This entry in the Games I Beat In 2014 series is the first one that I can say I did truly “blind”, IE with zero knowledge of what I was getting into–I had played a bit of Zero Mission, and of course I had made it to Mike Tyson in the game named for him. But with Neutopia II, I had little idea what to expect.
Okay, that isn’t entirely true. I had heard that Neutopia II (Originally released for the Turbo-Grafx-16, now also available on the Wii Virtual Console) was both better and more original than the first. But is it either?
First off, the plot: Years after the first game, it’s rumored that the evil Dirth has been revived. Worse, Jazeta, the hero of the first game, has gone missing. Playing as Jazeta’s son, whom you name, you have to see if Dirth is really back, and find your missing father in the process. Along the way, you have to collect 8 treasures, and some other things besides.
Okay, with the 8 treasures bit, things aren’t looking great in the originality department. And the gameplay hasn’t really found its own identity either, representing more “an evolution of the first Neutopia” (Which, again, was not known for its innovation) than “A revolutionary original experience”. This isn’t a bad thing in itself–the big things that have been added are eight-way directional movement and a couple new staffs with which to attack your foes–but it wasn’t the originality I was looking for.
Where the game distinguishes itself a bit from Neutopia (And, for that matter, from most incarnations of Zelda) is that the overworld–which is now one contiguous overworld, rather than the distinct Spheres of the first Neutopia–has multiple villages scattered throughout it, making it feel more like an RPG overworld (Worth noting: The Virtual Console blurbs for both Neutopias refer to them as RPGs; whether you agree with this will depend on how you answer the question “Is The Legend of Zelda an RPG?”). Additionally, the treasures you collect through the first 2/3 of the game or so don’t have a common theme to them–they mainly serve as trinkets to allow you access to the next part of the overworld. The last third of the game changes this, as you go about collecting four Medallions to allow access to the final labyrinth.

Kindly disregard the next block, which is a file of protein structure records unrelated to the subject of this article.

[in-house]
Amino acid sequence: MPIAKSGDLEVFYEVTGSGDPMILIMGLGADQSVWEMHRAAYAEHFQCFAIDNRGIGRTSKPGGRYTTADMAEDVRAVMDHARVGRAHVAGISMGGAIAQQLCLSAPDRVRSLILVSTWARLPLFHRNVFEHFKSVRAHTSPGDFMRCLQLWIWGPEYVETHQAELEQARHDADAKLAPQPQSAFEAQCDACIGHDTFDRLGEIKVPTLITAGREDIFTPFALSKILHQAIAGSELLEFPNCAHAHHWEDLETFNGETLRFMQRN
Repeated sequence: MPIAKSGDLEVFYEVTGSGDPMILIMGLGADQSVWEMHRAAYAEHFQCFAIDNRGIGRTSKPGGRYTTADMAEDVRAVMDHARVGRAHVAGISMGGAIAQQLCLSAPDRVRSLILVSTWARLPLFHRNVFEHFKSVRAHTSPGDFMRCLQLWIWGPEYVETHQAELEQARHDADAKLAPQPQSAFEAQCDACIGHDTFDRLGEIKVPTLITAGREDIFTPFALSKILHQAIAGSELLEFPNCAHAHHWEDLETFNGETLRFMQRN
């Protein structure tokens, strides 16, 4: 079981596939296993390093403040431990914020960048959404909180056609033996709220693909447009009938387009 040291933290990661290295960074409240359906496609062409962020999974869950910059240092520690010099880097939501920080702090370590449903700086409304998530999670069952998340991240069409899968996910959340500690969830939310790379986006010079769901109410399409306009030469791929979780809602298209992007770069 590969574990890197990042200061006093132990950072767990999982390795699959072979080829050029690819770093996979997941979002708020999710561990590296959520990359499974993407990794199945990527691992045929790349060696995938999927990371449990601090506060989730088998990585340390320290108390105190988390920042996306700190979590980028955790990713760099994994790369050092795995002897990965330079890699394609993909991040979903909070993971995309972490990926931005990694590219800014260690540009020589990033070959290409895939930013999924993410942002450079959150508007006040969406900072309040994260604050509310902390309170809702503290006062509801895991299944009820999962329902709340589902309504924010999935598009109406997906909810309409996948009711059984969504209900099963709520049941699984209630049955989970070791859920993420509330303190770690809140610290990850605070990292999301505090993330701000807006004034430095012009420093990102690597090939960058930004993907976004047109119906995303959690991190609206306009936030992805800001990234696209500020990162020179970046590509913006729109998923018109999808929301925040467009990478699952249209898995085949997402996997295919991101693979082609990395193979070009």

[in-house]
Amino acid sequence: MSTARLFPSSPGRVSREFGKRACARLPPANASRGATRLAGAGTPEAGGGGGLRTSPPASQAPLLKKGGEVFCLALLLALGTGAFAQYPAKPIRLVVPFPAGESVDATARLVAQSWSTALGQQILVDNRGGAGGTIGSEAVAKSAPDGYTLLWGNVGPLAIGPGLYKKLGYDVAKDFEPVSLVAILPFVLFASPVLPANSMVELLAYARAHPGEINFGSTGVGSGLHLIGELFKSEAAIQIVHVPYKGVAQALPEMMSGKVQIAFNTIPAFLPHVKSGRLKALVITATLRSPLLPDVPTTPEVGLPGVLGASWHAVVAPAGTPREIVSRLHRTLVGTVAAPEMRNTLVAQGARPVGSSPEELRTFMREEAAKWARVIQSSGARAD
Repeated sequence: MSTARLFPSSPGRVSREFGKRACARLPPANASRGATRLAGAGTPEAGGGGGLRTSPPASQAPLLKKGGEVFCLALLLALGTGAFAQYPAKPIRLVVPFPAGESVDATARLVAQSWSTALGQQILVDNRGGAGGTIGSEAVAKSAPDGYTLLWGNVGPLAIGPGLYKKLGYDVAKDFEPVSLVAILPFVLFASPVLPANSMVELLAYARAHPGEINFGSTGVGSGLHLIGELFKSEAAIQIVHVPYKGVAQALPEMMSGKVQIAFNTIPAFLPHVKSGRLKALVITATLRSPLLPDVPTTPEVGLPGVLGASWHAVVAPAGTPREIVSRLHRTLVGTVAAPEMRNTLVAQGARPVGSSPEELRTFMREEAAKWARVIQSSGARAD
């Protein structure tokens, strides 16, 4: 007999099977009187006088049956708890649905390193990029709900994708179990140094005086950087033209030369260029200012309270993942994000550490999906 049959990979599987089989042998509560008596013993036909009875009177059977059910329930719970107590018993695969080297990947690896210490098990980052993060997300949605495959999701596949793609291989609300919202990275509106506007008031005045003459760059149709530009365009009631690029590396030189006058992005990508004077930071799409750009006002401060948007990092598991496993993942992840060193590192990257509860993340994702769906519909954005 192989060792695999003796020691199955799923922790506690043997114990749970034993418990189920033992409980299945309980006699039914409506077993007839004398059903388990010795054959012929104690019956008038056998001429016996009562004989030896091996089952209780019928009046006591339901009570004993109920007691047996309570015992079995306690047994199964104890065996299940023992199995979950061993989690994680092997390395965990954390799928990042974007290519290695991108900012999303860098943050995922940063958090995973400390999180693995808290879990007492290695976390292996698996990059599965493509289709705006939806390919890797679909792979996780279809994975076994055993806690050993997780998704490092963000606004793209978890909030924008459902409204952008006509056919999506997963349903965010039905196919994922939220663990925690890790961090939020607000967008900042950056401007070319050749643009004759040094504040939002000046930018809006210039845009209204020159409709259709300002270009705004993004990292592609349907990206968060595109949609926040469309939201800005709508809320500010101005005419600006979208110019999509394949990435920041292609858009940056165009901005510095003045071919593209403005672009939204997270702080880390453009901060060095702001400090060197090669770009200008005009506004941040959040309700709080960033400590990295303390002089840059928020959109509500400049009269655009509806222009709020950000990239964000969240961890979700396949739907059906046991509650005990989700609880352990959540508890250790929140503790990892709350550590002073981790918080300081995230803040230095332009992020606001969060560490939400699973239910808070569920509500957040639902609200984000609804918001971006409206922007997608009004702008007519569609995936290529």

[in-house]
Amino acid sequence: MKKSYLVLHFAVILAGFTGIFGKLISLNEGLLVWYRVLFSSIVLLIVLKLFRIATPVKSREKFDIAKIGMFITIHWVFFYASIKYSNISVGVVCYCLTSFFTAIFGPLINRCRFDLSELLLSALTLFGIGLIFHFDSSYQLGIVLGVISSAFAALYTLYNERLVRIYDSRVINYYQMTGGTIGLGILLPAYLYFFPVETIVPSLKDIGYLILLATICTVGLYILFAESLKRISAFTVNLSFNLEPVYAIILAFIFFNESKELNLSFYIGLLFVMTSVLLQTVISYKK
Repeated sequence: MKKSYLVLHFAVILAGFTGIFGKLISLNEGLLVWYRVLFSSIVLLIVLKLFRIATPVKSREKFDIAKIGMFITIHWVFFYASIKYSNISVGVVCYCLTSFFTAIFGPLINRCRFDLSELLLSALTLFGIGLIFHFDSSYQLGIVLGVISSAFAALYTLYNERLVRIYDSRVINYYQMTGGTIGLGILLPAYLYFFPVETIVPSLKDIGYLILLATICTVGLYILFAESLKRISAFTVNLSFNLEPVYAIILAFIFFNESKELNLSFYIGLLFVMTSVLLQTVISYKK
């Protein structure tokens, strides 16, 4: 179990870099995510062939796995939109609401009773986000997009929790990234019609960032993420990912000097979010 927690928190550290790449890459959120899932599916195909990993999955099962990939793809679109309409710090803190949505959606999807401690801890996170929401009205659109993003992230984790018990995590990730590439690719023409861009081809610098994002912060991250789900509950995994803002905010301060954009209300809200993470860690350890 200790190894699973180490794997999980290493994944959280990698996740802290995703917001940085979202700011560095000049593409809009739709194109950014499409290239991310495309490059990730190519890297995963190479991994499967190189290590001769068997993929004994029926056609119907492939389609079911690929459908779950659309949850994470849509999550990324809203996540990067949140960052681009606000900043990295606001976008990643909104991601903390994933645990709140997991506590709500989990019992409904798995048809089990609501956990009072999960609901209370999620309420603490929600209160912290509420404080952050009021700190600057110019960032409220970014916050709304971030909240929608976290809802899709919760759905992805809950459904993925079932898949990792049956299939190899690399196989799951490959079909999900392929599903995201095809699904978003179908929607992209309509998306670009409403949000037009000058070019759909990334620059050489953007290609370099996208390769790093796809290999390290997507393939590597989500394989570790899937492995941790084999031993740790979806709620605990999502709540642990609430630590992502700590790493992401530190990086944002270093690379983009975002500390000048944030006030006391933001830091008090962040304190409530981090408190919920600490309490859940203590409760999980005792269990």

Even though I would say that Neutopia II is, in fact, a better game than the first one, I’d still recommend playing one first. The reason is that the difficulty of the game is comparable to that of The Legend of Zelda’s second quest. While it won’t be a big deal if you’ve played Zelda (Or the first Neutopia) before, some of the tricks the game throws at you (Such as hidden rooms in labyrinths that even your crystal ball won’t reveal) occur much earlier in this game. Plus, the game throws in some evil variants of traps that you saw in the first game. Additionally, on the whole, Neutopia II’s bosses are a good deal more difficult than the first. One boss in particular has something of a gimmick making it difficult to hit; figuring out (Or getting around) this is the only way to win.
Still, I definitely had fun with Neutopia II. It is better than the first game, if not really any more original. Still, derivative isn’t inherently bad, and if you enjoyed either The Legend of Zelda (Particularly its second quest) or Neutopia, you’ll like Neutopia II. There are certainly worse games of its type you could be playing.